• Formalize a departmental strategic planning process for IM.
  • Develop and implement a corporate IM communications strategy.
summary of priorities and opportunities cont d
Summary of Priorities and Opportunities (cont’d)

To facilitate the prioritization of the projects, we have graphed them in the chart below, based on two factors: level of effort to implement, and expected impact that the initiative will have on NRCan. Those of low effort and high impact may be likely candidates to begin with, to gain some initial successes.

high

Cultural Transformation

Building IM Competency

Building IM Capacity

IM Tools

EFFORT

Major Change

Question Mark

Business Case for IM Portfolio

medium

Clarify IM roles and responsibilities

IM Policy and Standards Framework

Formalize IM Leadership

Communications Strategy

IM Vision

Strategic Planning Framework

low

Administrative

Low Hanging Fruit

IM Tools

medium

low

high

IMPACT

slide20

- Work Started

Transition Map – Strengthening the IM Foundation

Medium Term

Short Term

IM Leadership

Long Term

IM Roles & Responsibilities

Strategic Planning Framework

Sustainability

IM Vision

Cultural transformation

Opportunities

Business Case for IM Portfolio

Build IM Capacity

IM Competency/Skills Development

IM Polices & Standards

IM Tools

Communications Strategy

Timing

Year 1

Year 2

Year 3

slide21

Key Priority IM Project Opportunities

  • IM Governance Framework
  • Business Planning
  • Information Life-Cycle Management
  • IM Tool Set
  • IM Awareness & Communication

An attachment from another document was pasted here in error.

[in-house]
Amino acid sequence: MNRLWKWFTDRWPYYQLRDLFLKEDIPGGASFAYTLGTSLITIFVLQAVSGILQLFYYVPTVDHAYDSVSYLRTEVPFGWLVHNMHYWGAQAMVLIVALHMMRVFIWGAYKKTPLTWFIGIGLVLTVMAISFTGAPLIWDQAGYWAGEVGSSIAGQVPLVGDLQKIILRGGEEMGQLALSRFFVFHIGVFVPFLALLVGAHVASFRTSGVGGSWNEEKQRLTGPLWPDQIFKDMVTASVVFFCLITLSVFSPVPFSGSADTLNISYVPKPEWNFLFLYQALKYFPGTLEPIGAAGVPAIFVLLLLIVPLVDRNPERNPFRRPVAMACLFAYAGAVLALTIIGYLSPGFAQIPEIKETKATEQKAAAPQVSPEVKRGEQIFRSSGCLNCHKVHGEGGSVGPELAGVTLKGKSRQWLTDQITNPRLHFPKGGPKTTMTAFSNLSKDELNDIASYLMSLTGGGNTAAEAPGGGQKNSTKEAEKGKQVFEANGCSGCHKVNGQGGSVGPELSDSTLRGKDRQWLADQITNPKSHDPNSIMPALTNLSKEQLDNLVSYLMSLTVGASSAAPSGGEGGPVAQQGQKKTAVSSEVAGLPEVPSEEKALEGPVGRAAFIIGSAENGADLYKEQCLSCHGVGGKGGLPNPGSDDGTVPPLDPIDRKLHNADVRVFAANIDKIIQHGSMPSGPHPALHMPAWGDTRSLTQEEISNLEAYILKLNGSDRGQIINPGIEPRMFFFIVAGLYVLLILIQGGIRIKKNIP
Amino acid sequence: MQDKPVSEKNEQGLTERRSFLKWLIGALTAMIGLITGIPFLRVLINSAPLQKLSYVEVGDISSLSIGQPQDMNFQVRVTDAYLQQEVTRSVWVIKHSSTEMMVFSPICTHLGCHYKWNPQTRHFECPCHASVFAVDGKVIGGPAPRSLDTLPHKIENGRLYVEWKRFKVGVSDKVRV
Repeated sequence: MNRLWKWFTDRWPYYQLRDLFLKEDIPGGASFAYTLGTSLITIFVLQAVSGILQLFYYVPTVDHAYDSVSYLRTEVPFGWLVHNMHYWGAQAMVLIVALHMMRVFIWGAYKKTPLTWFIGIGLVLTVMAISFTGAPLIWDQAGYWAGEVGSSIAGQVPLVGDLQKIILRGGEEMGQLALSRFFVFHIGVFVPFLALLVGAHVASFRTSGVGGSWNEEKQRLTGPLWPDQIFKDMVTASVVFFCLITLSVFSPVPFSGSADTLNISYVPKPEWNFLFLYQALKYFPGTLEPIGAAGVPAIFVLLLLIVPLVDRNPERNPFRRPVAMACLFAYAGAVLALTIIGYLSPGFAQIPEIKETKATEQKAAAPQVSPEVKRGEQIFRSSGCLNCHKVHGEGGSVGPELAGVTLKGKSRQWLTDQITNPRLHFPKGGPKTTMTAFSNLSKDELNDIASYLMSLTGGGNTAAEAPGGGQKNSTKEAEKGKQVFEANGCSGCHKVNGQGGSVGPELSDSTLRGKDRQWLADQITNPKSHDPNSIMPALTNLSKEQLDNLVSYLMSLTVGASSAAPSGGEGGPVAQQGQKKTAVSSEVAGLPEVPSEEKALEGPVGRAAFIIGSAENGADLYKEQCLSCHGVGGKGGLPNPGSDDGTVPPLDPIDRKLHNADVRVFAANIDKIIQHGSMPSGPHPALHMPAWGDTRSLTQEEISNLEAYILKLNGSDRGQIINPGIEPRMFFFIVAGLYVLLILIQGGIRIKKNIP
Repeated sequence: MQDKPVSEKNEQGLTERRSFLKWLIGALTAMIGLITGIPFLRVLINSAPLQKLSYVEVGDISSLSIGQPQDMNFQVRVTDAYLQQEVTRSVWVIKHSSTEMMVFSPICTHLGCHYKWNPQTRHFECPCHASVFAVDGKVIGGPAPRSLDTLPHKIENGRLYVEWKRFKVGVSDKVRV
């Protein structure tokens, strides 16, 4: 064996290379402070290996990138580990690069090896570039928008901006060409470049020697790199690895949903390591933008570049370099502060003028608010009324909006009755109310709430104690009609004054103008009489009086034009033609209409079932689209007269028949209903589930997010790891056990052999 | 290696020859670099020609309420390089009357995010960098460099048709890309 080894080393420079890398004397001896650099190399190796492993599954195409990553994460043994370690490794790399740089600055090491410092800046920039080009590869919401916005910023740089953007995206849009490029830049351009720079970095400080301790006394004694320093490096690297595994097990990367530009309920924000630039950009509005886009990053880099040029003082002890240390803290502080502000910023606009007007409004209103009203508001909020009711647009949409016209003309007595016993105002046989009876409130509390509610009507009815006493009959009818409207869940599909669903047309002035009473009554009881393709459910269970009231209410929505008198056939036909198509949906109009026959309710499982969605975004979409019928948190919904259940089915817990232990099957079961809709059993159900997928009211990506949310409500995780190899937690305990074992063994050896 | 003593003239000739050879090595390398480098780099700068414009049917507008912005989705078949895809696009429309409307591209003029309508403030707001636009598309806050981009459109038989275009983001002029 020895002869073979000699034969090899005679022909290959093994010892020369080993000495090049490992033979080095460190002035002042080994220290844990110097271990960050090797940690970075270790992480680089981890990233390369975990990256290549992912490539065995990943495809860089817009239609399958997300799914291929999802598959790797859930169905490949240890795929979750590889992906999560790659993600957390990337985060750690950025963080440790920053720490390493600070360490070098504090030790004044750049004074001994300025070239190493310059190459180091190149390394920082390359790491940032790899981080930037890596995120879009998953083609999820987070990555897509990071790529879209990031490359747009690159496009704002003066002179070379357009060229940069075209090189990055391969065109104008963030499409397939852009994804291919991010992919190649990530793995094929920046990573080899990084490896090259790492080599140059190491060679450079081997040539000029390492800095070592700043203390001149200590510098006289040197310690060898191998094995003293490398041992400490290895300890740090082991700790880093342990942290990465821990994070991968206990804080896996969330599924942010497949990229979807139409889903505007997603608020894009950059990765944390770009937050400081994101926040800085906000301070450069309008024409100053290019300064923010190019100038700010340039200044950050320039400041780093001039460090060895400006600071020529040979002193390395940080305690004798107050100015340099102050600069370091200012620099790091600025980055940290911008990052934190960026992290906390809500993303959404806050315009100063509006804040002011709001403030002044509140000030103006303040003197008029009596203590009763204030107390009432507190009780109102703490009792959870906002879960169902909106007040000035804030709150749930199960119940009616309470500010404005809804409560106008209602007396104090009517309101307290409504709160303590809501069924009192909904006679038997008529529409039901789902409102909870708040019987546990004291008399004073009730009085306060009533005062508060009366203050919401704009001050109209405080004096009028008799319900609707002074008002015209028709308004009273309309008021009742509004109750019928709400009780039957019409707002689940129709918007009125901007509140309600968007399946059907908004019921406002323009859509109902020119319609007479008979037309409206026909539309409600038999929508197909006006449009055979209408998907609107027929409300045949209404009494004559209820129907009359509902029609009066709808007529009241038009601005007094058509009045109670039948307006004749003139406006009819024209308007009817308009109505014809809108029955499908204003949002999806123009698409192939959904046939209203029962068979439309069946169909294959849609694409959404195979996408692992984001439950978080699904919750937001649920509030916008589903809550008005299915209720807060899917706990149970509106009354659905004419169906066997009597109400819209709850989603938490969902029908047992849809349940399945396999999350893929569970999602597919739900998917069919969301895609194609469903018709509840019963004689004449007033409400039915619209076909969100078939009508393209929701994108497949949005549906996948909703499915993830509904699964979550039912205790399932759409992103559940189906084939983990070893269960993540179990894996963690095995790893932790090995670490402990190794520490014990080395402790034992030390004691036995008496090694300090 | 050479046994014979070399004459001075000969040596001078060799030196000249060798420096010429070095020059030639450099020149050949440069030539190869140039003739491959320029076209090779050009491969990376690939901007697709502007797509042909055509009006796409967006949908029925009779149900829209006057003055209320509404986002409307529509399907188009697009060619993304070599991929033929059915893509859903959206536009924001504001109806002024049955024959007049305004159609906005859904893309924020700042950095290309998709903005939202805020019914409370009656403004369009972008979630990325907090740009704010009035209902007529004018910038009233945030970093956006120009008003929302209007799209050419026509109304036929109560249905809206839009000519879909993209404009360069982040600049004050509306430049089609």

• IM Community Development
  • IM Skill Development Strategy
  • IM Security & Privacy Review
  • Information Holdings
  • IM Monitoring
slide22

Effort

Impact

IM Governance Framework

Formalizing IM Governance model

Assigning governance and accountability of IM and information stewardship throughout all levels of the Department.

Staff: 3.25 FTE

Prof Services: $0K

Status of Progress:Low- Medium

Goal: Developing a structured approach by assigning governance and accountability of IM and information stewardship throughout all levels of the Department.

Benefits: Using resources more effectively, improving decision making, increasing awareness of committee mandates and responsibilities throughout the IM life-cycle, clarifying of accountabilities, and complying with MGI requirements.

Key elements:

  • Formalizing a department wide approach to committee management
  • Defining committee mandates, timetables, roles and responsibilities
  • Integrating efforts across committees
  • Communicating throughout department and with stakeholders
  • Complying with MGI framework

Proposed action items:

  • Establishing and implementing I-Governance framework and communicating its associated matrix of accountabilities.
  • Strengthening IM leadership by establishing IM Steward/Champion and formalizing an IM vision for the Department.
  • Integrating and evaluating IM roles and responsibilities as part of senior management and staff accountabilities.
  • Creating a recognition and reward program for IM stewardship.

Risks of not doing it: